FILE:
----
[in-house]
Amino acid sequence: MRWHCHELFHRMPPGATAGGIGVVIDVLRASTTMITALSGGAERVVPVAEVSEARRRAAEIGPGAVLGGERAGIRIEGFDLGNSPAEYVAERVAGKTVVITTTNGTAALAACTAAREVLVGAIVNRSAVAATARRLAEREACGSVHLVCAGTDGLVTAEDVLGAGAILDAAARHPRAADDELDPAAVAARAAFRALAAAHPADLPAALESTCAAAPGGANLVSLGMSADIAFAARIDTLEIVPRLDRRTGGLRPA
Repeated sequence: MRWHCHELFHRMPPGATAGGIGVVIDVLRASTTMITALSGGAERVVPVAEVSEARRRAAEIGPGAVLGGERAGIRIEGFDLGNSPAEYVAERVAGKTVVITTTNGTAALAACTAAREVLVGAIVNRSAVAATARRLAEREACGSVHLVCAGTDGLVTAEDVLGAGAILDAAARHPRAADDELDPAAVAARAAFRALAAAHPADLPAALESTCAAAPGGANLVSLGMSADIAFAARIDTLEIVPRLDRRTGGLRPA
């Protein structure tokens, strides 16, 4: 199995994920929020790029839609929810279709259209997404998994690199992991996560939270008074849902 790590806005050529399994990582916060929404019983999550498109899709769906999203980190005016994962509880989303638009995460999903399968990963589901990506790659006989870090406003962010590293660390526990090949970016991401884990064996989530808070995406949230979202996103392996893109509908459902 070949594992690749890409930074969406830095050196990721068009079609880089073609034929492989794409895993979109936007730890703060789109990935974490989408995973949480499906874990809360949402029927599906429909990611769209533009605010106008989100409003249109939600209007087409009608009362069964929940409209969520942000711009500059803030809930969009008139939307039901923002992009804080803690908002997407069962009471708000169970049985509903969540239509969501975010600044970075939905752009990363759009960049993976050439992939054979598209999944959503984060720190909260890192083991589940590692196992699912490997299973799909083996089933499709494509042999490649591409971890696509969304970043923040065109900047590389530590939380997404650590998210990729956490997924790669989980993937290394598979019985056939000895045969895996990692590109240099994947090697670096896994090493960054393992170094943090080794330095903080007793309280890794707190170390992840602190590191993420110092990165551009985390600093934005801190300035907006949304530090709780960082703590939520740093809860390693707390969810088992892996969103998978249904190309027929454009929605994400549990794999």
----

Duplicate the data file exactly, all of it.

[in-house]
Amino acid sequence: MRWHCHELFHRMPPGATAGGIGVVIDVLRASTTMITALSGGAERVVPVAEVSEARRRAAEIGPGAVLGGERAGIRIEGFDLGNSPAEYVAERVAGKTVVITTTNGTAALAACTAAREVLVGAIVNRSAVAATARRLAEREACGSVHLVCAGTDGLVTAEDVLGAGAILDAAARHPRAADDELDPAAVAARAAFRALAAAHPADLPAALESTCAAAPGGANLVSLGMSADIAFAARIDTLEIVPRLDRRTGGLRPA
Repeated sequence: MRWHCHELFHRMPPGATAGGIGVVIDVLRASTTMITALSGGAERVVPVAEVSEARRRAAEIGPGAVLGGERAGIRIEGFDLGNSPAEYVAERVAGKTVVITTTNGTAALAACTAAREVLVGAIVNRSAVAATARRLAEREACGSVHLVCAGTDGLVTAEDVLGAGAILDAAARHPRAADDELDPAAVAARAAFRALAAAHPADLPAALESTCAAAPGGANLVSLGMSADIAFAARIDTLEIVPRLDRRTGGLRPA
């Protein structure tokens, strides 16, 4: 199995994920929020790029839609929810279709259209997404998994690199992991996560939270008074849902 790590806005050529399994990582916060929404019983999550498109899709769906999203980190005016994962509880989303638009995460999903399968990963589901990506790659006989870090406003962010590293660390526990090949970016991401884990064996989530808070995406949230979202996103392996893109509908459902 070949594992690749890409930074969406830095050196990721068009079609880089073609034929492989794409895993979109936007730890703060789109990935974490989408995973949480499906874990809360949402029927599906429909990611769209533009605010106008989100409003249109939600209007087409009608009362069964929940409209969520942000711009500059803030809930969009008139939307039901923002992009804080803690908002997407069962009471708000169970049985509903969540239509969501975010600044970075939905752009990363759009960049993976050439992939054979598209999944959503984060720190909260890192083991589940590692196992699912490997299973799909083996089933499709494509042999490649591409971890696509969304970043923040065109900047590389530590939380997404650590998210990729956490997924790669989980993937290394598979019985056939000895045969895996990692590109240099994947090697670096896994090493960054393992170094943090080794330095903080007793309280890794707190170390992840602190590191993420110092990165551009985390600093934005801190300035907006949304530090709780960082703590939520740093809860390693707390969810088992892996969103998978249904190309027929454009929605994400549990794999």